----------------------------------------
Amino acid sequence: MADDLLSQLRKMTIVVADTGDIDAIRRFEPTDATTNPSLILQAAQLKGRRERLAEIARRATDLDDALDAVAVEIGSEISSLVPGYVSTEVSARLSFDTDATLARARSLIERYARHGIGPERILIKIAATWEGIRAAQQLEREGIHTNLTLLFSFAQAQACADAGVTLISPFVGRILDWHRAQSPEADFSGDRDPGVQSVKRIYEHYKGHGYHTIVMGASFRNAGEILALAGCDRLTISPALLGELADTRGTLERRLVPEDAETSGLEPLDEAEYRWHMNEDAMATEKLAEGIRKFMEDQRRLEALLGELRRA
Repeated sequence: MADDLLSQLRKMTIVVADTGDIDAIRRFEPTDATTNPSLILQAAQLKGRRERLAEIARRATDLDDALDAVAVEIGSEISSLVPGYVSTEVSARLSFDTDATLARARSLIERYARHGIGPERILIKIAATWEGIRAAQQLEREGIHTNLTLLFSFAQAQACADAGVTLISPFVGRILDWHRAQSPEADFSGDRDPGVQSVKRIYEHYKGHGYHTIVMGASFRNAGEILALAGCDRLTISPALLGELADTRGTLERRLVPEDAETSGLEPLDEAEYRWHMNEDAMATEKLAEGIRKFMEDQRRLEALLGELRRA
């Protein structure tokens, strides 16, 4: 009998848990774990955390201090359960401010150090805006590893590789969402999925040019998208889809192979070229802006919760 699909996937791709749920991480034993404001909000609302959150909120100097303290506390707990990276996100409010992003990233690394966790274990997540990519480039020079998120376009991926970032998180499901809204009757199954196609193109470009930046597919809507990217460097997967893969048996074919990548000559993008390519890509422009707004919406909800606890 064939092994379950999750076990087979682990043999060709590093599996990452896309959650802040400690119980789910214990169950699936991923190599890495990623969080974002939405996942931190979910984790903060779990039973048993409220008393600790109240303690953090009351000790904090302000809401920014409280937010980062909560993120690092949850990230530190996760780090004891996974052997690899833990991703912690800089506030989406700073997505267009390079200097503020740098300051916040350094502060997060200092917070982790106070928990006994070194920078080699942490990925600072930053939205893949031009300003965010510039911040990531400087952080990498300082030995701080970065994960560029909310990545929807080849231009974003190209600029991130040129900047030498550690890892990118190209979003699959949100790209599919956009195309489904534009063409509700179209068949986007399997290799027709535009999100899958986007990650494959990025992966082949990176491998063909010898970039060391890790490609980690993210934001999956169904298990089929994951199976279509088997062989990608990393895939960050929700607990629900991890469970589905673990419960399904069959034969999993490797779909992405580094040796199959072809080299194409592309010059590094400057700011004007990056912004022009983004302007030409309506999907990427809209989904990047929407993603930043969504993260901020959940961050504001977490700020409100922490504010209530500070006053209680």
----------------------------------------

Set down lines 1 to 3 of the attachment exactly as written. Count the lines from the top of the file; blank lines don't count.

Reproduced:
Amino acid sequence: MADDLLSQLRKMTIVVADTGDIDAIRRFEPTDATTNPSLILQAAQLKGRRERLAEIARRATDLDDALDAVAVEIGSEISSLVPGYVSTEVSARLSFDTDATLARARSLIERYARHGIGPERILIKIAATWEGIRAAQQLEREGIHTNLTLLFSFAQAQACADAGVTLISPFVGRILDWHRAQSPEADFSGDRDPGVQSVKRIYEHYKGHGYHTIVMGASFRNAGEILALAGCDRLTISPALLGELADTRGTLERRLVPEDAETSGLEPLDEAEYRWHMNEDAMATEKLAEGIRKFMEDQRRLEALLGELRRA
Repeated sequence: MADDLLSQLRKMTIVVADTGDIDAIRRFEPTDATTNPSLILQAAQLKGRRERLAEIARRATDLDDALDAVAVEIGSEISSLVPGYVSTEVSARLSFDTDATLARARSLIERYARHGIGPERILIKIAATWEGIRAAQQLEREGIHTNLTLLFSFAQAQACADAGVTLISPFVGRILDWHRAQSPEADFSGDRDPGVQSVKRIYEHYKGHGYHTIVMGASFRNAGEILALAGCDRLTISPALLGELADTRGTLERRLVPEDAETSGLEPLDEAEYRWHMNEDAMATEKLAEGIRKFMEDQRRLEALLGELRRA
């Protein structure tokens, strides 16, 4: 009998848990774990955390201090359960401010150090805006590893590789969402999925040019998208889809192979070229802006919760 699909996937791709749920991480034993404001909000609302959150909120100097303290506390707990990276996100409010992003990233690394966790274990997540990519480039020079998120376009991926970032998180499901809204009757199954196609193109470009930046597919809507990217460097997967893969048996074919990548000559993008390519890509422009707004919406909800606890 064939092994379950999750076990087979682990043999060709590093599996990452896309959650802040400690119980789910214990169950699936991923190599890495990623969080974002939405996942931190979910984790903060779990039973048993409220008393600790109240303690953090009351000790904090302000809401920014409280937010980062909560993120690092949850990230530190996760780090004891996974052997690899833990991703912690800089506030989406700073997505267009390079200097503020740098300051916040350094502060997060200092917070982790106070928990006994070194920078080699942490990925600072930053939205893949031009300003965010510039911040990531400087952080990498300082030995701080970065994960560029909310990545929807080849231009974003190209600029991130040129900047030498550690890892990118190209979003699959949100790209599919956009195309489904534009063409509700179209068949986007399997290799027709535009999100899958986007990650494959990025992966082949990176491998063909010898970039060391890790490609980690993210934001999956169904298990089929994951199976279509088997062989990608990393895939960050929700607990629900991890469970589905673990419960399904069959034969999993490797779909992405580094040796199959072809080299194409592309010059590094400057700011004007990056912004022009983004302007030409309506999907990427809209989904990047929407993603930043969504993260901020959940961050504001977490700020409100922490504010209530500070006053209680």